CAIRO (AP) -- Libyan protesters celebrated in the streets of Benghazi on Monday, claiming control of the country's second largest city after bloody fighting, and anti-government unrest spread to the capital with clashes in Tripoli's main square for the first time. Moammar Gadhafi's son vowed that his father and security forces would fight "until the last bullet."

Protesters demanding Gadhafi's ouster planed new marches in the capital's main Green Square and at the leader's residence for Monday evening. That was likely to bring a new round of violence after a similar march the night before prompted clashes that lasted till dawn, with witnesses reporting snipers opening fire on protesters and Gadhafi supporters racing through crowds in trucks and cars, firing automatic weapons and running people over.

During the day Monday, a fire was raging at the People's Hall, the main hall for government gatherings where the country's equivalent of a parliament holds its sessions several times a year, the pro-government news web site Qureyna said. It also reported the first major sign of discontent in Gadhafi's government, saying justice minister Mustafa Abdel-Jalil resigned from his post to protest the "excessive use of force against unarmed protesters."

The capital was largely shut down, with schools, government offices and most stores closed, as armed members of pro-government organizations called "Revolutionary Committees" circulated in the streets hunting for protesters in Tripoli's old city, said one protester, named Fathi.

The protests and violence were the heaviest yet in the capital of 2 million people, a sign of how unrest was spreading after six days of demonstrations in eastern cities demanding the end of the elder Gadhafi's rule.

Gadhafi's son, Seif al-Islam, went on state TV late Sunday night, warning civil war will break out if protests continue, a theme continued Monday on Libyan state TV, where a pro-regime commentator spoke of chaos and "rivers of blood" turning Libya into "another Somalia" if security is not restored.

Gadhafi's regime has unleashed the bloodiest crackdown of any Arab country against the wave of protests sweeping the region, which toppled the leaders of Egypt and Tunisia. More than 200 have been killed in Libya, according to medical officials, human rights groups and exiled dissidents.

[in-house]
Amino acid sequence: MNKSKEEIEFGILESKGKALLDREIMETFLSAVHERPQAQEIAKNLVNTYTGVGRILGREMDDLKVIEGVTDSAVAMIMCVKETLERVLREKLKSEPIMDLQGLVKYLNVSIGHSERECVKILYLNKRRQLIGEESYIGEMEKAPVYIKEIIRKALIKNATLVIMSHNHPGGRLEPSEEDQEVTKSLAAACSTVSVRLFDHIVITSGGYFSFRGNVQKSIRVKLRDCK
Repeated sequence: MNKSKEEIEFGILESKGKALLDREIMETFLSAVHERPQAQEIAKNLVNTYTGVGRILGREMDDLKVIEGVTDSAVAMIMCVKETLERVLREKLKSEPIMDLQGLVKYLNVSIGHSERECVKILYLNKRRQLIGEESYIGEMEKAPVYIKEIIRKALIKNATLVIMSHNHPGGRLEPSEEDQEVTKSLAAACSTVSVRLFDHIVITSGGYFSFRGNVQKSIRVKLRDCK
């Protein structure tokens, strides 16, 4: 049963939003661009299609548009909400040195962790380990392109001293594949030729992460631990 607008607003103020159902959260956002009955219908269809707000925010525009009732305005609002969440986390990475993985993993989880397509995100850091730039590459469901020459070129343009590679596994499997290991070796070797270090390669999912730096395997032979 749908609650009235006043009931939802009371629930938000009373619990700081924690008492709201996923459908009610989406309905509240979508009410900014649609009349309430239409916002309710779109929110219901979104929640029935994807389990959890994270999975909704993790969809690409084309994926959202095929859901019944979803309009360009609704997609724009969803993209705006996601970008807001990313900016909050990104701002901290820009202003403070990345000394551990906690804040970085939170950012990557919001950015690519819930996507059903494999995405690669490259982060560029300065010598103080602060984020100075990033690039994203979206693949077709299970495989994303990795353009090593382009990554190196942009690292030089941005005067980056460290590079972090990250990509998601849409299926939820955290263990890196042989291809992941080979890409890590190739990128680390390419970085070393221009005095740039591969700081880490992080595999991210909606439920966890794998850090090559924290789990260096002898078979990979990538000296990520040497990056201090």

British Prime Minister David Cameron, visiting neighboring Egypt, called the Libyan government's crackdown "appalling."

"We can see what is happening in Libya which is completely appalling and unacceptable as the regime is using the most vicious forms of repression against people who want to see that country - which is one of the most closed and one of the most autocratic - make progress. The response they have shown has been quite appalling," he told reporters in Cairo.

Fragmentation is a real danger in Libya, a country of deep tribal divisions and a historic rivalry between Tripoli and Benghazi. The Arab world's longest ruling leader in power for nearly 42 years, Moammar Gadhafi has held an unquestioned grip over the highly decentralized system of government he created, called the "Jamahiriya," or "rule by masses."

Libya's former ambassador to the Arab League in Cairo, Abdel-Moneim al-Houni, who a day earlier resigned from his post to side with protesters, issued a statement demanding Gadhafi "be put on trial along with his aides, security and military commanders over the mass killings in Libya."

"Gadhafi's regime is now in the trash of history because he betrayed his nation and his people," al-Houni said.

The spiraling turmoil in Libya, an OPEC country that is a significant oil supplier to Europe, was raising international alarm. Oil prices jumped $1.67 to nearly $88 a barrel Monday amid investor concern.

Two leading oil companies, Statoil and BP, said they were pulling some employees out of Libya or preparing to do so. Portugal sent plane to pick up its citizens and other EU nationals and Turkey sent two ferries to pick up construction workers stranded in the unrest-hit country. EU foreign ministers were discussing on Monday the possible evacuation of European citizens. Mobs attacked South Korean, Turkish and Serbian construction workers at various sites around the country, officials from each country said.

The Internet has been largely shut down in Libya, residents can no longer make international calls from land lines and journalists cannot work freely, but eyewitness reports trickling out of the country suggested that protesters were fighting back more forcefully. Most witnesses and residents spoke on condition they be indentified by first name only or not at all, out of fear of retaliation.

In Libya's second largest city, Benghazi, protesters were in control of the streets Monday and took over the main security headquarters, known as the Katiba, after bloody clashes Sunday that killed at least 60 people, according to a doctor at the main hospital.